“…Rasmussen still gets suggestions that ESPN should cover other sports, such as rugby and lacrosse…”
Sports fans older than 30 tend to react with a common emotion when they encounter Bill Rasmussen, founder of ESPN: gratitude.
“More than anything, people say, ‘Thank you for ESPN. I can’t imagine my life without it,’” Rasmussen said.
Sports fans younger than 30 are thankful, too, but they literally don’t know life without the 24-hour, all-sports network. ESPN went on the air in 1979 after Rasmussen pushed ahead despite detractors who said it would never work.Rasmussen (is traveling country giving a speech) …titled “Sports, Patriotism and the American Dream.”
An Air Force veteran, Rasmussen is unflinching in his belief that possibilities are endless in the United States.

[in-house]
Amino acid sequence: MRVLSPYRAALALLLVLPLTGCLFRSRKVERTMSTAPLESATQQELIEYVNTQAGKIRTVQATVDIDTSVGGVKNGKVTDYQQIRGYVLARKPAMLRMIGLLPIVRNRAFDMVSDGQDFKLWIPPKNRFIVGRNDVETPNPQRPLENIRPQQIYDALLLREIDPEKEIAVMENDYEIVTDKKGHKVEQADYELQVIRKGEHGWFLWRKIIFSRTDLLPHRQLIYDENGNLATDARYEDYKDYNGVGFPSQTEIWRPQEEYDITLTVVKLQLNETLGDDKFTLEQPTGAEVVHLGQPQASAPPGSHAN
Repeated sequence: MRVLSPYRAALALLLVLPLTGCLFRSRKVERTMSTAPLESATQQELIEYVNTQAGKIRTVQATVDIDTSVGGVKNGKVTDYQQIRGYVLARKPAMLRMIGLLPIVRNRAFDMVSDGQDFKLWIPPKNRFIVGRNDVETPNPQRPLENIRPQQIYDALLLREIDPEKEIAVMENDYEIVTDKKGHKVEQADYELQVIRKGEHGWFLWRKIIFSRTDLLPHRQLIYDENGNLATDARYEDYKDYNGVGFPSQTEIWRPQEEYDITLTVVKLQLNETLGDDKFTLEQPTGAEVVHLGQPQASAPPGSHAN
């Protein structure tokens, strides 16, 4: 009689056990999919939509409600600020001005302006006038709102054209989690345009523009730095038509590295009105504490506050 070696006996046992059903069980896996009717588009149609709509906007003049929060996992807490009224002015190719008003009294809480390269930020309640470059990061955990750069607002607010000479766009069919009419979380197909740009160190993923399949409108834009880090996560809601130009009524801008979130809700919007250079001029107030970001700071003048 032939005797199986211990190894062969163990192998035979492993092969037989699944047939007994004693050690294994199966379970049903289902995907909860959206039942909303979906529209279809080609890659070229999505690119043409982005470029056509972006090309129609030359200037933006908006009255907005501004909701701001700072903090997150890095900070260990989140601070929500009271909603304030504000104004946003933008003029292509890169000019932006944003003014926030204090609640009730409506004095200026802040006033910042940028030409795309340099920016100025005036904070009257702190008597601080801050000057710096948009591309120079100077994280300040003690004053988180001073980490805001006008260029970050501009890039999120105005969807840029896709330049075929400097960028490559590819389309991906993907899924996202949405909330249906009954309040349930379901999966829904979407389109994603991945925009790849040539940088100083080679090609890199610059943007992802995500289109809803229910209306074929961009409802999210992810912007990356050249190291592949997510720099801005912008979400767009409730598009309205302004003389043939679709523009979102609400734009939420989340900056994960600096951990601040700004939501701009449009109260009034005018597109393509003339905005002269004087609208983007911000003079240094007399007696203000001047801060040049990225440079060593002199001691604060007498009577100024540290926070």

“There are opportunities in America that no one has anywhere else in the world,” he said. “I’m proud to be an American. Where else could you start ESPN? Where else could Bill Gates create Microsoft? …Country and patriotism get me going.”
Rasmussen still gets suggestions that ESPN should cover other sports, such as rugby and lacrosse.
“When I originally wanted to start a 24-hour sports network, the knee-jerk reaction was, ‘Who watches 24 hours a day?’” Rasmussen said. “The fact is, people want to tune in anytime and see it.”
During the early days of ESPN, the network aired many so-called fringe sports because CBS, NBC and ABC controlled the contracts with the major pro sports. That changed over the years, obviously, as ESPN has rights to televise all major sports.
Rasmussen said it’s hard to predict the future – when ESPN began, the world had yet to encounter the Internet, digital technology or Chad Ochocinco – but he said he believes ESPN will remain a main source for broadcasting the NFL and Major League Baseball.
“The NFL needs ESPN,” he said. “Major League Baseball needs ESPN. They’re paid handsomely, for one thing. It’s great for marketing the sports. I don’t thing you’ll see the pro sports leave ESPN.”